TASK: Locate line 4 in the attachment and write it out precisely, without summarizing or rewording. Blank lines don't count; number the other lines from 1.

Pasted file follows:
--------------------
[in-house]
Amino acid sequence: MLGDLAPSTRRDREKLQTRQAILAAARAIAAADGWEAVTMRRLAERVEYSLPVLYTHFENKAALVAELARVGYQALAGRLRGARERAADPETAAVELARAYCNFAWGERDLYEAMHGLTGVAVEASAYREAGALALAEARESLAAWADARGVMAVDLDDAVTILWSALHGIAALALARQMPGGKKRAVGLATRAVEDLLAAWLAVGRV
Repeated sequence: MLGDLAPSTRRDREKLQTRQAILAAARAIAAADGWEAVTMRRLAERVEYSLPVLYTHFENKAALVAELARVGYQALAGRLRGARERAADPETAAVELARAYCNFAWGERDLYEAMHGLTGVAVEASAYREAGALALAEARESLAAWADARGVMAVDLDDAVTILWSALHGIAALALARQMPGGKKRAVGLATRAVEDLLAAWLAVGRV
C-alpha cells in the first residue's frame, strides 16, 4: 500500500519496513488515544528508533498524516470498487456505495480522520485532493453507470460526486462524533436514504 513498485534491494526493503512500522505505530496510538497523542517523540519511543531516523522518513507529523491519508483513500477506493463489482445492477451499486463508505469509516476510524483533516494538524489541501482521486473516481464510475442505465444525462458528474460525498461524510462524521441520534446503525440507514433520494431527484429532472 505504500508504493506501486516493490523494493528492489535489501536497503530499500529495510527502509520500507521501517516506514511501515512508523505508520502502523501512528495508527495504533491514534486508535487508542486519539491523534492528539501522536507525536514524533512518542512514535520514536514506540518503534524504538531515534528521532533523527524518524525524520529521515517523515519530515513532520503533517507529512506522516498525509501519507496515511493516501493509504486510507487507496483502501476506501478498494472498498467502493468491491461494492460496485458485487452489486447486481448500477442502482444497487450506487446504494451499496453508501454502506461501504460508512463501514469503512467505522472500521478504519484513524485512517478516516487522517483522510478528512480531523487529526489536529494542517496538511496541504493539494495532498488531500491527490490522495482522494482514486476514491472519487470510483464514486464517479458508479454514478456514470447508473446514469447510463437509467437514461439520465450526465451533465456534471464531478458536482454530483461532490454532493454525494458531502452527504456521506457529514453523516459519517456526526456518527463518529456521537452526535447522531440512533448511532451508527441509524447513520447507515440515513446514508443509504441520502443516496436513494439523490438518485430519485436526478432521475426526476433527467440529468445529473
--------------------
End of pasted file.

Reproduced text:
C-alpha cells in the first residue's frame, strides 16, 4: 500500500519496513488515544528508533498524516470498487456505495480522520485532493453507470460526486462524533436514504 513498485534491494526493503512500522505505530496510538497523542517523540519511543531516523522518513507529523491519508483513500477506493463489482445492477451499486463508505469509516476510524483533516494538524489541501482521486473516481464510475442505465444525462458528474460525498461524510462524521441520534446503525440507514433520494431527484429532472 505504500508504493506501486516493490523494493528492489535489501536497503530499500529495510527502509520500507521501517516506514511501515512508523505508520502502523501512528495508527495504533491514534486508535487508542486519539491523534492528539501522536507525536514524533512518542512514535520514536514506540518503534524504538531515534528521532533523527524518524525524520529521515517523515519530515513532520503533517507529512506522516498525509501519507496515511493516501493509504486510507487507496483502501476506501478498494472498498467502493468491491461494492460496485458485487452489486447486481448500477442502482444497487450506487446504494451499496453508501454502506461501504460508512463501514469503512467505522472500521478504519484513524485512517478516516487522517483522510478528512480531523487529526489536529494542517496538511496541504493539494495532498488531500491527490490522495482522494482514486476514491472519487470510483464514486464517479458508479454514478456514470447508473446514469447510463437509467437514461439520465450526465451533465456534471464531478458536482454530483461532490454532493454525494458531502452527504456521506457529514453523516459519517456526526456518527463518529456521537452526535447522531440512533448511532451508527441509524447513520447507515440515513446514508443509504441520502443516496436513494439523490438518485430519485436526478432521475426526476433527467440529468445529473